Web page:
IF someone calling you out of the blue sounded like a “nice person”, would you be more likely to trust them?
If the answer is yes, you could be falling straight into a fraudster’s trap.
But expert advice is now available to help you identify the sneaky tricks criminals are using to con people into handing over personal details such as passwords and PINs.
Wrongdoers are turning to old-fashioned methods to gain people’s trust and trick them into divulging information or even transferring cash directly into their bank account.
These devious con artists will simply call their intended victim up and persuade them to hand over their details.
Financial Fraud Action UK (FFA UK) worked with a speech analyst who found common patterns in the language criminals used in such cases.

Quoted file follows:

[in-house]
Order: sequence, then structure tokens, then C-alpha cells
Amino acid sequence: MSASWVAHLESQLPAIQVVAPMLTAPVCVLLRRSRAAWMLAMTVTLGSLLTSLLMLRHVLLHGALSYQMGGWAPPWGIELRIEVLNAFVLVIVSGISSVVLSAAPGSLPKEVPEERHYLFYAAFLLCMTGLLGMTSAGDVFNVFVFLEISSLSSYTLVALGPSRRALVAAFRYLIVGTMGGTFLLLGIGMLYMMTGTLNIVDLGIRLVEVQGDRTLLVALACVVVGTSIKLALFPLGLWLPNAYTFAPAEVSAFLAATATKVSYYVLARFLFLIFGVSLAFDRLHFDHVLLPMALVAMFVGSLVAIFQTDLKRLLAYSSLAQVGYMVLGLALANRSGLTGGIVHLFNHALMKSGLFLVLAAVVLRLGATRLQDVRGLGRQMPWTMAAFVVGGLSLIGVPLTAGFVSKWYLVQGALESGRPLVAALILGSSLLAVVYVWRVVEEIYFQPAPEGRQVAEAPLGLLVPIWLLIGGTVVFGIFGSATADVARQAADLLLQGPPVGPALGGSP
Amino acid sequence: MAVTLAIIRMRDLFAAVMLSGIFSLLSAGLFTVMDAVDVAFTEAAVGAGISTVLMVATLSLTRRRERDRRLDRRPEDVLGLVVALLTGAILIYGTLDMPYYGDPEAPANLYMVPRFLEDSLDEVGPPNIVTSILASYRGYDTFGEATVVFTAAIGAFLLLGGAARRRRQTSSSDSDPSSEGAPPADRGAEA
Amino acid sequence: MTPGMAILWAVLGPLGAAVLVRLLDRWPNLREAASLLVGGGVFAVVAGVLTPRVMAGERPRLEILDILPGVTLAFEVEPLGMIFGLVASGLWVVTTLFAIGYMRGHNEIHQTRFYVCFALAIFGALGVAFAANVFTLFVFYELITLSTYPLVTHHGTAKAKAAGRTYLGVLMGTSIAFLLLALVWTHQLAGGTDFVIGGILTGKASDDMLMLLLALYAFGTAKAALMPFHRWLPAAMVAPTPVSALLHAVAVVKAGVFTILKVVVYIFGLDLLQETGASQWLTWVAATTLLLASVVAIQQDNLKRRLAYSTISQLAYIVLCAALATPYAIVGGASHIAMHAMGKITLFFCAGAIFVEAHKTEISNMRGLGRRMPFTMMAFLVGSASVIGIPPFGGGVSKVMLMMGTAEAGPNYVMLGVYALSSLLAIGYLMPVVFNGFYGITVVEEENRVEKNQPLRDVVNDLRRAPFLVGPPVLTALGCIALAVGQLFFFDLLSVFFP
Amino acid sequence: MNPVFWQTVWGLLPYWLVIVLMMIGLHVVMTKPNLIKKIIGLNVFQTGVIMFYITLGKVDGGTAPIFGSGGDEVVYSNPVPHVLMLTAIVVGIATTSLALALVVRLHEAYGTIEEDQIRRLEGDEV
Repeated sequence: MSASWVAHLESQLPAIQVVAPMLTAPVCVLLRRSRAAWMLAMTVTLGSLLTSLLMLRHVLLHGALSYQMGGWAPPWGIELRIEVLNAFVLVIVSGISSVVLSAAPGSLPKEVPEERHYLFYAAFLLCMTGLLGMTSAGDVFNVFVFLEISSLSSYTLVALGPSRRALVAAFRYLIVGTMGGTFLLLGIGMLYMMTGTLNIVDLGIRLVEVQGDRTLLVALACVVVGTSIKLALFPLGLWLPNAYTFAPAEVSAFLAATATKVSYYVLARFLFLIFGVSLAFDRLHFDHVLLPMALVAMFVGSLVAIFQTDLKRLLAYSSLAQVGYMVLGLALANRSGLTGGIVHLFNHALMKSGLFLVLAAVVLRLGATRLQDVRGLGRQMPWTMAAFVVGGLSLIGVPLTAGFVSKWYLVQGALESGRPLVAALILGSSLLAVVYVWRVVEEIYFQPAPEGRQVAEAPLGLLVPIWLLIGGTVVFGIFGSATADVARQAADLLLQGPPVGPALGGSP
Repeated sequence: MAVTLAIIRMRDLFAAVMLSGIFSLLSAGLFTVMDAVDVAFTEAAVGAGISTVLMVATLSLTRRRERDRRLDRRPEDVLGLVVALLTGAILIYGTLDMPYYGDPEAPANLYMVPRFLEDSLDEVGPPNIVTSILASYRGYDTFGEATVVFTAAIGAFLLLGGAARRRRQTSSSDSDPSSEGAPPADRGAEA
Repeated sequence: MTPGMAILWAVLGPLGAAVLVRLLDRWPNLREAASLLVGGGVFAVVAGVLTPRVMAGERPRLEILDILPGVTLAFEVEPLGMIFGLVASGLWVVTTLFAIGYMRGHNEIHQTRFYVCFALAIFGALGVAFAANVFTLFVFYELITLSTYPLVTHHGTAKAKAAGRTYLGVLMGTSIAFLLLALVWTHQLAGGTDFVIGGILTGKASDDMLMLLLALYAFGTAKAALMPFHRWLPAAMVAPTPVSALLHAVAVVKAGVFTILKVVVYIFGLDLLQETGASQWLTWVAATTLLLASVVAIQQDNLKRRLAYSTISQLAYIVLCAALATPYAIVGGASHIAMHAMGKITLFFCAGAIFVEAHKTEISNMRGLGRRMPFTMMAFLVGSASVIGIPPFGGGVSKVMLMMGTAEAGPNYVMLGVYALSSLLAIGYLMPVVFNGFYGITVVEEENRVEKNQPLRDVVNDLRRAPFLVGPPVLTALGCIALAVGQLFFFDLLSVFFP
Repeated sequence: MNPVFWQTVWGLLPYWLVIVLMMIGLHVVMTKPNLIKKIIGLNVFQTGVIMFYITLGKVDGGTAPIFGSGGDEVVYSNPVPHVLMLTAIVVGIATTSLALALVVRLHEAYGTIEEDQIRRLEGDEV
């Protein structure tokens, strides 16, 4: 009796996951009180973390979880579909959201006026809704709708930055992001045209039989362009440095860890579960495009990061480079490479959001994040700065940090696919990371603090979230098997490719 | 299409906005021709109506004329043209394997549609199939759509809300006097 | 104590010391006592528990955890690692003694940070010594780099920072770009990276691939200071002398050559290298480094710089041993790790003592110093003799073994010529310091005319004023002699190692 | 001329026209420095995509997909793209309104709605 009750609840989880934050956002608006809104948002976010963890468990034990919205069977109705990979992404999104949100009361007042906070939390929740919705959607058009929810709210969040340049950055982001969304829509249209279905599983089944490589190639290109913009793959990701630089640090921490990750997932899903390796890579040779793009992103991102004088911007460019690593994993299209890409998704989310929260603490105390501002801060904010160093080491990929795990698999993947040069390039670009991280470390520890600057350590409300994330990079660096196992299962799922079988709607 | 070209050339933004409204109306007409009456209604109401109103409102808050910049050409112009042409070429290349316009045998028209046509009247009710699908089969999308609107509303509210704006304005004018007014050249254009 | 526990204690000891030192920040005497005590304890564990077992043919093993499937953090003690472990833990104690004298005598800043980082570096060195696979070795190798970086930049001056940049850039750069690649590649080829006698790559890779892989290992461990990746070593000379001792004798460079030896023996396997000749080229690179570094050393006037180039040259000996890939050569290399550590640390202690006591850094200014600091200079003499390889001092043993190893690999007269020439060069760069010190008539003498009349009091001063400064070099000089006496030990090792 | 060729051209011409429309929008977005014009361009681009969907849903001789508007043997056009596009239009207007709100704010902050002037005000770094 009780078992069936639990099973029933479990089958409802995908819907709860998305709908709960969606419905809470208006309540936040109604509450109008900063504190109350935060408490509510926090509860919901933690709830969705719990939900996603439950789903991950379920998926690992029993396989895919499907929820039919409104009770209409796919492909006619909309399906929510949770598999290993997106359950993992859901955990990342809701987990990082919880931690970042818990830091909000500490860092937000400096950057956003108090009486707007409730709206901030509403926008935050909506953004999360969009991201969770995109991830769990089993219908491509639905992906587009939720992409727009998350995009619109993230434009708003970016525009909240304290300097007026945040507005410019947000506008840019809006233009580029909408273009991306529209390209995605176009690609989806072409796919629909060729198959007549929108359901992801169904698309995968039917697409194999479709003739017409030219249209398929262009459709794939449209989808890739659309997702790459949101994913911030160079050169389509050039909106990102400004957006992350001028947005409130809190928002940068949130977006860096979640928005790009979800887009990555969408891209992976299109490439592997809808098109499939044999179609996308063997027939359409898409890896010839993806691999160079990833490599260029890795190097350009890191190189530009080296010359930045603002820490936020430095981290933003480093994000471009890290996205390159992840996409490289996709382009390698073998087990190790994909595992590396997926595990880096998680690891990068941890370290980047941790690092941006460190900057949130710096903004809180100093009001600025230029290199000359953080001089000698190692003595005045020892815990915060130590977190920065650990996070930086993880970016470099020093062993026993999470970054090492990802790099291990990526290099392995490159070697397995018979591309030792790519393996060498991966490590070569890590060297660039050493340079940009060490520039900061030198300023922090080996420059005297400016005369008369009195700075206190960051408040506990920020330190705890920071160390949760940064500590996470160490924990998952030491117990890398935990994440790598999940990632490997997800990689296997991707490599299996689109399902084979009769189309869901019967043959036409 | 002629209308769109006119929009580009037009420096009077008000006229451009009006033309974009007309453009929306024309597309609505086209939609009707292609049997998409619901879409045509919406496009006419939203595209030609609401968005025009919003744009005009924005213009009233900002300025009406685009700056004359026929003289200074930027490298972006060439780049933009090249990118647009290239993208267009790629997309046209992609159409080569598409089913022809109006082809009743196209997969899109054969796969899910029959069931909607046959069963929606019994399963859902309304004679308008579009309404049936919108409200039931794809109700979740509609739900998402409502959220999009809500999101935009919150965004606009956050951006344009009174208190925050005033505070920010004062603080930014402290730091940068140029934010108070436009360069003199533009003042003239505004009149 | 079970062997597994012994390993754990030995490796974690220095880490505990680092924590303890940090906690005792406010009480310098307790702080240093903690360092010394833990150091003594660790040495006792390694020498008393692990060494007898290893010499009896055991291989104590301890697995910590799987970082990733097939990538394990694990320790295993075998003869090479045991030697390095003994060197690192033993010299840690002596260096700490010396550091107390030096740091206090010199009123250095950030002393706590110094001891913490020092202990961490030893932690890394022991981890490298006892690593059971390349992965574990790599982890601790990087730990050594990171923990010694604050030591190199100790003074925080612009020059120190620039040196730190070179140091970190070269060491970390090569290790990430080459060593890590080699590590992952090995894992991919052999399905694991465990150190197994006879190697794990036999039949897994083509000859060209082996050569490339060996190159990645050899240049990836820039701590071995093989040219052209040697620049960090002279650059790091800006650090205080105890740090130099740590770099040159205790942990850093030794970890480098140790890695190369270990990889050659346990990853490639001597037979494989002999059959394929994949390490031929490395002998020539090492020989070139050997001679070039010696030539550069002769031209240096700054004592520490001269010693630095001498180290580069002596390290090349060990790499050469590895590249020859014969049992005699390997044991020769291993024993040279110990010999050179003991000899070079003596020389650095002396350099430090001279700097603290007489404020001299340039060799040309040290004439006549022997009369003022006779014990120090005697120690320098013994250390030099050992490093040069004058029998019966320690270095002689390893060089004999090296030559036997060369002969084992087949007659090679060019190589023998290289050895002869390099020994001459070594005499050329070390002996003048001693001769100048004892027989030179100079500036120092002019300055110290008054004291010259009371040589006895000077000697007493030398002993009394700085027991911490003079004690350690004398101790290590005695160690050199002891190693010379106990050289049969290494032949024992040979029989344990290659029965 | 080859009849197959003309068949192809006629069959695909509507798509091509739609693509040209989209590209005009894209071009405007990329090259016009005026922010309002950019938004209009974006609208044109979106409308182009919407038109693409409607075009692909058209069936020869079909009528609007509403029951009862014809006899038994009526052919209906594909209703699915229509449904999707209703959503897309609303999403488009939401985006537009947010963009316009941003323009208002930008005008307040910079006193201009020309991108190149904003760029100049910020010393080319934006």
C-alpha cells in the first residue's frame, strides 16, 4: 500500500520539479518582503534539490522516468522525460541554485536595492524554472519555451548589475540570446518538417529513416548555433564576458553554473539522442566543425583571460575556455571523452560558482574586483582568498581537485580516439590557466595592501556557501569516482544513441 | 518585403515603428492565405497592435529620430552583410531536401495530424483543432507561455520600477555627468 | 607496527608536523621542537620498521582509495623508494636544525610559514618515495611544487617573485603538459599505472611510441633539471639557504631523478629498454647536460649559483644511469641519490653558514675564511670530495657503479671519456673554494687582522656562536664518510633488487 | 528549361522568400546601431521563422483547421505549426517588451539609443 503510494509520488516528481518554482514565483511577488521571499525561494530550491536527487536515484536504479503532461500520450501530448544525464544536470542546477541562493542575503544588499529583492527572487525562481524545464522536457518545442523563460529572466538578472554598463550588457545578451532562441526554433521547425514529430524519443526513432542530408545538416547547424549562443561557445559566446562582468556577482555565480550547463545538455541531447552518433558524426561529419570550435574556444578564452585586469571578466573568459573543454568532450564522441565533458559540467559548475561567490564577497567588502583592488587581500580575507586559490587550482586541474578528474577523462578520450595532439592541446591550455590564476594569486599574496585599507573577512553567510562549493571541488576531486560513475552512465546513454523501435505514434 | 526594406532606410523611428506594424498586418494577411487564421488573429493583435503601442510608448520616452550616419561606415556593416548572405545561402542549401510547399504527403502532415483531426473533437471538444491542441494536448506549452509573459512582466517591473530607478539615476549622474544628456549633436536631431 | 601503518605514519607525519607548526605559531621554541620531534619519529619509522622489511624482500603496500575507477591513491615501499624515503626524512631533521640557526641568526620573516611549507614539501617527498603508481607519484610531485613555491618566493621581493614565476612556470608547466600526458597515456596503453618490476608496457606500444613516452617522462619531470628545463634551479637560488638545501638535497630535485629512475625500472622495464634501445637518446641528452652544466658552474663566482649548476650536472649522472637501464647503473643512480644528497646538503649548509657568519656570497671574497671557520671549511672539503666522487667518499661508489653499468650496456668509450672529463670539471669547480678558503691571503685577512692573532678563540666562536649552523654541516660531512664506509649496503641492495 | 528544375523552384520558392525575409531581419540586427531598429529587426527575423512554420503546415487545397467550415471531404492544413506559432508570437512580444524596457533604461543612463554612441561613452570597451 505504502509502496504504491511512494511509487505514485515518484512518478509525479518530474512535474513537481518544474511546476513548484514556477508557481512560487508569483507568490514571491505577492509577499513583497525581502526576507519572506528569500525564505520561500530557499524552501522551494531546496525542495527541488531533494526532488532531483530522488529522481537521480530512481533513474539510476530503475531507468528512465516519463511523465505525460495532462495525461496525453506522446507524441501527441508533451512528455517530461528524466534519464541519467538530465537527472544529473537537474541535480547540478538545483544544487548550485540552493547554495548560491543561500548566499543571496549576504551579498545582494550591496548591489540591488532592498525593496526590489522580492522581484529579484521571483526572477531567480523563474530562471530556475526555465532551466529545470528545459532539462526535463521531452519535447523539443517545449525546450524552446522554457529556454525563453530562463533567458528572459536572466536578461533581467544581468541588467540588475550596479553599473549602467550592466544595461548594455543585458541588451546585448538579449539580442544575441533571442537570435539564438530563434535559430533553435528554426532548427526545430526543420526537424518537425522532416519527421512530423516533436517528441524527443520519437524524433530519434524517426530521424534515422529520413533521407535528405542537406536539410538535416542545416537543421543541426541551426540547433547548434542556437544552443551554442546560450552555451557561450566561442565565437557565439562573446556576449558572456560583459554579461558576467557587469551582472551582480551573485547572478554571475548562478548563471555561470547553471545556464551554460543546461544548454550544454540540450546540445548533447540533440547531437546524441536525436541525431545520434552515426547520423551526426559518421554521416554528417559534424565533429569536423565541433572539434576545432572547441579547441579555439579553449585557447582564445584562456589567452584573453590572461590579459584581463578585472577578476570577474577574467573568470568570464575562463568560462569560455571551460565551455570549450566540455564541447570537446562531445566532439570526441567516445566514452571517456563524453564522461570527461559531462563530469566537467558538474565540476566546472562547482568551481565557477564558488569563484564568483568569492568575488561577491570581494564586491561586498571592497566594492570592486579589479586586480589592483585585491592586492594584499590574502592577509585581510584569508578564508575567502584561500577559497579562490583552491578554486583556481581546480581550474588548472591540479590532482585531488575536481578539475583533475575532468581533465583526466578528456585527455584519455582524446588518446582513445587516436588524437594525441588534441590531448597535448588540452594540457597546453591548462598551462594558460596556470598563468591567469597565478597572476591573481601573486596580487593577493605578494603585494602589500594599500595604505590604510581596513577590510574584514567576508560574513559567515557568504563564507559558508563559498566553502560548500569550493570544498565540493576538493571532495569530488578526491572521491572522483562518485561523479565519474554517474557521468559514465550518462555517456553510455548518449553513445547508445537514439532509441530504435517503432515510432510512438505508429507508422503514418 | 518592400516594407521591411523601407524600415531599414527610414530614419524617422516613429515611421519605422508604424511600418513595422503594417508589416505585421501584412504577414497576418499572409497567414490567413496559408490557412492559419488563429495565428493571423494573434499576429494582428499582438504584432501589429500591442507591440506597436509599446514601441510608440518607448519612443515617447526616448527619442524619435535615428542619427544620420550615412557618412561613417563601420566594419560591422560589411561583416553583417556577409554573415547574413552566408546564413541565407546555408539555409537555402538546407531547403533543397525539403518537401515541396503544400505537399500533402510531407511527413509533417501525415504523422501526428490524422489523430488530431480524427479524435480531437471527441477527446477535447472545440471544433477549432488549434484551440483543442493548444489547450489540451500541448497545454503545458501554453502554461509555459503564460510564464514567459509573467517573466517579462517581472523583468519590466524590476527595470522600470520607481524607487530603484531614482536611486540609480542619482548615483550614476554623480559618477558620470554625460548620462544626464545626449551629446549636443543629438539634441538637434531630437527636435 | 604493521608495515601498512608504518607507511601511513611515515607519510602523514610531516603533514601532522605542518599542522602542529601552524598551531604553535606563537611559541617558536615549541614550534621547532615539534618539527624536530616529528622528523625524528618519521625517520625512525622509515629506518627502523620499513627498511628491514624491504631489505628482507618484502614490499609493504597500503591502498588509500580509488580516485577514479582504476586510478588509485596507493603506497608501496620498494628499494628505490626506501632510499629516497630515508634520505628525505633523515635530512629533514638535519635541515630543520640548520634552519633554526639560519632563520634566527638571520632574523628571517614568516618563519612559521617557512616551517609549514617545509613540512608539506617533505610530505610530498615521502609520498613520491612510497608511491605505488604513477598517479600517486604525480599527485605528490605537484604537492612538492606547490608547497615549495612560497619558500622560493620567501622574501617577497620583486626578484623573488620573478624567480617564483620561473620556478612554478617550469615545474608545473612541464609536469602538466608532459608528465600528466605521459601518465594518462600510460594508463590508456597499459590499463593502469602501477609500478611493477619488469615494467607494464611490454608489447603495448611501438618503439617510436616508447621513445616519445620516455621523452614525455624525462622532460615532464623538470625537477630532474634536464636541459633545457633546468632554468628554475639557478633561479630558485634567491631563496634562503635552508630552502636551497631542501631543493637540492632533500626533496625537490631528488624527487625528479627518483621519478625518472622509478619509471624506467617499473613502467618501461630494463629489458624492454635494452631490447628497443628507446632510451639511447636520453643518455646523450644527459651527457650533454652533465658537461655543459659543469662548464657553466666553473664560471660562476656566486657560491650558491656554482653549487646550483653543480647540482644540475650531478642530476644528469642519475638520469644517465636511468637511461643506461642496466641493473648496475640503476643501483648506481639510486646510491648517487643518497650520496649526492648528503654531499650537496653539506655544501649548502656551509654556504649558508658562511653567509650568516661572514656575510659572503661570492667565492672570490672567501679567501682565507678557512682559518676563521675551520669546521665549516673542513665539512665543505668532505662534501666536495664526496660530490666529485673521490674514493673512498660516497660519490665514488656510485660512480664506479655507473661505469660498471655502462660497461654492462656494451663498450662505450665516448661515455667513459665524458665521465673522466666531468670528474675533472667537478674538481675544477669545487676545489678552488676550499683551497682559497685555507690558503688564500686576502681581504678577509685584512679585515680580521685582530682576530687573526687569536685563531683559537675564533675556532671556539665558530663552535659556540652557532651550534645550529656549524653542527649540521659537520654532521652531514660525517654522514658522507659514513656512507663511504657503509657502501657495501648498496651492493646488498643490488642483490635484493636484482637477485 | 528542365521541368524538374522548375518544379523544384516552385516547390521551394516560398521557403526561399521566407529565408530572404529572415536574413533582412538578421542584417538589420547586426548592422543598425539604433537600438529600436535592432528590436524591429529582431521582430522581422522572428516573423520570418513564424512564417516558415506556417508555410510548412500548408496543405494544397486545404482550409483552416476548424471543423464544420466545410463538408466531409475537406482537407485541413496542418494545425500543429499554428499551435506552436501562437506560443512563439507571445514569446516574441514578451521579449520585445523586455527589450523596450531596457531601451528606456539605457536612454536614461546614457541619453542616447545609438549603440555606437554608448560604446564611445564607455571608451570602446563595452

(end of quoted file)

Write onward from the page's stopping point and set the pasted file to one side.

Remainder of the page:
Dr Paul Breen identified six main patterns by listening to real-life scam phone calls.
Now his findings have been released as part of FFA UK’s Take Five campaign against fraud, which the major banks are backing.
Here are the six speech traits to listen out for when you pick up the phone:
- Using snippets of information about you, from different sources, to sound like they know what they’re talking about.
- Apologising for taking up your time – just to make you feel sympathetic towards them.
- Posing as someone in authority, such as a police officer or fraud detection manager.
- Refusing to rush, patiently trying to convince you they are legitimate.
- Welcoming your scepticism, acknowledging your concerns about being security conscious.
- Switching tempo, increasing or decreasing the pressure by creating a false sense of urgency or using understanding language.
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